US charges WikiLeaks founder Julian Assange with publishing classified info

In thisMay 19, 2017 file photo, WikiLeaks founder Julian Assange looks out from the balcony while claiming political asylum at the Ecuadorian embassy in London. (AP Photo/Frank Augstein, File)
Updated 24 May 2019
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US charges WikiLeaks founder Julian Assange with publishing classified info

  • Assange is accused of conspiring with former Army intelligence analyst Chelsea Manning to crack a Defense Department computer password
  • Assange is in custody in London after being evicted from the Ecuadorian Embassy in April. The US is seeking his extradition

WASHINGTON: The US Justice Department has charged WikiLeaks founder Julian Assange with receiving and publishing classified information.
The charges are contained in an 18-count indictment announced Thursday.
The new charges go far beyond an initial indictment against Assange made public last month that accused him of conspiring with former Army intelligence analyst Chelsea Manning in a conspiracy to crack a Defense Department computer password.
The new indictment says Assange conspired with Manning to obtain and disclose classified national defense documents, including State Department cables and reports on the wars in Iraq and Afghanistan. It says his actions “risked serious harm” to the United States.
The 47-year-old Assange is in custody in London after being evicted from the Ecuadorian Embassy in April. The US is seeking his extradition.


Trump briefed on missile strike in Saudi Arabia: White House

Updated 41 min 57 sec ago
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Trump briefed on missile strike in Saudi Arabia: White House

  • White House official said they are closely monitoring the situation
  • Houthi militants said they attacked a power station in Saudi Jizan province

WASHINGTON: US President Donald Trump has been briefed about a missile strike on Saudi Arabia, the White House said Thursday, after Houthi militia claimed an attack on a power station in the kingdom’s south.
“The president has been briefed on the reports of a missile strike in the kingdom of Saudi Arabia,” White House spokeswoman Sarah Sanders said in a statement.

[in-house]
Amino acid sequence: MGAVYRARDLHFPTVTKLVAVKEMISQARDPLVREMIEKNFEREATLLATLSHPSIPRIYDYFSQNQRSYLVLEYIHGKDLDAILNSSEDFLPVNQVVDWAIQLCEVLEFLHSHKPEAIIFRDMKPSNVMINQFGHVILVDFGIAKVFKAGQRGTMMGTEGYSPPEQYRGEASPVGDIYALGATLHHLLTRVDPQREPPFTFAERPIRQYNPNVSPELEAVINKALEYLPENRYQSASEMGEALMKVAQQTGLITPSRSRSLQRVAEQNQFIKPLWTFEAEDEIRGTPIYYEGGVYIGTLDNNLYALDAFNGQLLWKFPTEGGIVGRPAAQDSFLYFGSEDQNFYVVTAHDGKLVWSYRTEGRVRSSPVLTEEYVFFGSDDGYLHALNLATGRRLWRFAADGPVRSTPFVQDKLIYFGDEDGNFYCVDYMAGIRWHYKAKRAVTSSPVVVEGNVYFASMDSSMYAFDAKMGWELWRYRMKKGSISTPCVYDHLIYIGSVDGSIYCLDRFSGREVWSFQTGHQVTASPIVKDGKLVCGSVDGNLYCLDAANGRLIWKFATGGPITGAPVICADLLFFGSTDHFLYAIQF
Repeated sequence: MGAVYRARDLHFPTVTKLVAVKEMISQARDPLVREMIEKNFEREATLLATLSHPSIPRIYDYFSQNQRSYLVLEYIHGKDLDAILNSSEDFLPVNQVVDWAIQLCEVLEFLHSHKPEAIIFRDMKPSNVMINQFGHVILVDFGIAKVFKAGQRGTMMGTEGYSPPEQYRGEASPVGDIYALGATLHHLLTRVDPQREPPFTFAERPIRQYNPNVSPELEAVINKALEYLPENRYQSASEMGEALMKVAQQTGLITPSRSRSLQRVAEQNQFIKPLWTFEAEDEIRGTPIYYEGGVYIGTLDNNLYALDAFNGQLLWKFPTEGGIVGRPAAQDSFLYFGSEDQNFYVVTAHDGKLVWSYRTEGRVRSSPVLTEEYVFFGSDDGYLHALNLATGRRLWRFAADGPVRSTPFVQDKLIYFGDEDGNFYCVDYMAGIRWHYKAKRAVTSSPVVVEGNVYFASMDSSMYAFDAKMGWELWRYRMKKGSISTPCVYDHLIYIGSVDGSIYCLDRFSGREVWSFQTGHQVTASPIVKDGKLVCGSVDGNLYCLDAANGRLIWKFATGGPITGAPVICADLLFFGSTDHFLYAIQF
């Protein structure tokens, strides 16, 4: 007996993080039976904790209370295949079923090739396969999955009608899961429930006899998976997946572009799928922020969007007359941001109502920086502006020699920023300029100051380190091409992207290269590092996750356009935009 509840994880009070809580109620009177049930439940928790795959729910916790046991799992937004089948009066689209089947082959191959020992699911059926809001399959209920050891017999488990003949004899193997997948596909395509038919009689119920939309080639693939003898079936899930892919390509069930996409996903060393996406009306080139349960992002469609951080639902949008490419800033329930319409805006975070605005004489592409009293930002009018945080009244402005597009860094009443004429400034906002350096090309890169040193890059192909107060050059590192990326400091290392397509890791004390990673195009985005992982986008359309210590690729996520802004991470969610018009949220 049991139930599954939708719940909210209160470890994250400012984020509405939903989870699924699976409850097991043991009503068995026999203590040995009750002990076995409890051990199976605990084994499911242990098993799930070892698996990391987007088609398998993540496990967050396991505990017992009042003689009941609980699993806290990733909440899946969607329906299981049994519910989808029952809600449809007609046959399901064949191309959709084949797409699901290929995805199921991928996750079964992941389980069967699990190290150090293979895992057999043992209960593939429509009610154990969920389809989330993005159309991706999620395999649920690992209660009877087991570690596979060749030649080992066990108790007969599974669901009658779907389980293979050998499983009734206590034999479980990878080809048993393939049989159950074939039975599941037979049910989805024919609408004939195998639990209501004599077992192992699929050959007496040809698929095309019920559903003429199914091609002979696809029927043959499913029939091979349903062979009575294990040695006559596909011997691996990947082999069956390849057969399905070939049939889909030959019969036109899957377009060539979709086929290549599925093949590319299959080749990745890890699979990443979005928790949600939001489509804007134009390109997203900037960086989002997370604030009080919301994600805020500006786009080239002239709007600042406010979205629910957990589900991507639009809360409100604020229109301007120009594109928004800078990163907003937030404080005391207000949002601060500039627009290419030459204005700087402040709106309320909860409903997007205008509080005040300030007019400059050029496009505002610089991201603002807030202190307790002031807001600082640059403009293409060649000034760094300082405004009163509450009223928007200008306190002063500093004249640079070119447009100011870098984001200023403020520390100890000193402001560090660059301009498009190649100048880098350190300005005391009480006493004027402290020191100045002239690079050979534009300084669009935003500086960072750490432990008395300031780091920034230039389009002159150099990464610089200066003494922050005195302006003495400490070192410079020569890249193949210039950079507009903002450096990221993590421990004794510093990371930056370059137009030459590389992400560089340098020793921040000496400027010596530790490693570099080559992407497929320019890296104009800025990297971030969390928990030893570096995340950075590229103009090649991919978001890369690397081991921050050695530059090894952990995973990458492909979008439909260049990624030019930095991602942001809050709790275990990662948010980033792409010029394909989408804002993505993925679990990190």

“We are closely monitoring the situation and continuing to consult with our partners and allies.”
There was no immediate confirmation of the attack from Saudi authorities.
Late Wednesday, Yemen’s Iran-aligned Houthi militants said they struck a power station in southern Jizan province, according to the group’s Al-Masirah TV.
Earlier on Wednesday, a Saudi-led military coalition fighting the militia said a Houthi drone was intercepted over Yemeni airspace.
Last week, a Houthi missile attack on the international airport in southern Abha city left 26 civilians wounded, drawing promises of “stern action” from the coalition.
Human Rights Watch denounced last week’s strike as an apparent “war crime,” urging the Houthis to immediately stop all attacks on civilian infrastructure in Saudi Arabia.
The attacks come amid heightened regional tensions with Iran, which Saudi Arabia has repeatedly accused of arming the militia with sophisticated weapons. Tehran denies the charge.
Following recent Houthi attacks, Saudi state media has reported the coalition was intensifying its air raids on the militia’s positions in the northern Yemeni province of Hajjah and the Houthi-held capital Sanaa.
The coalition intervened in support of the Yemeni government in 2015 when President Abedrabbo Mansour Hadi fled into Saudi exile as the militants closed in on his last remaining territory in and around second city Aden.
The conflict has triggered what the UN describes as the world’s worst humanitarian crisis, with more than 24 million Yemenis — more than two-thirds of the population — in need of aid.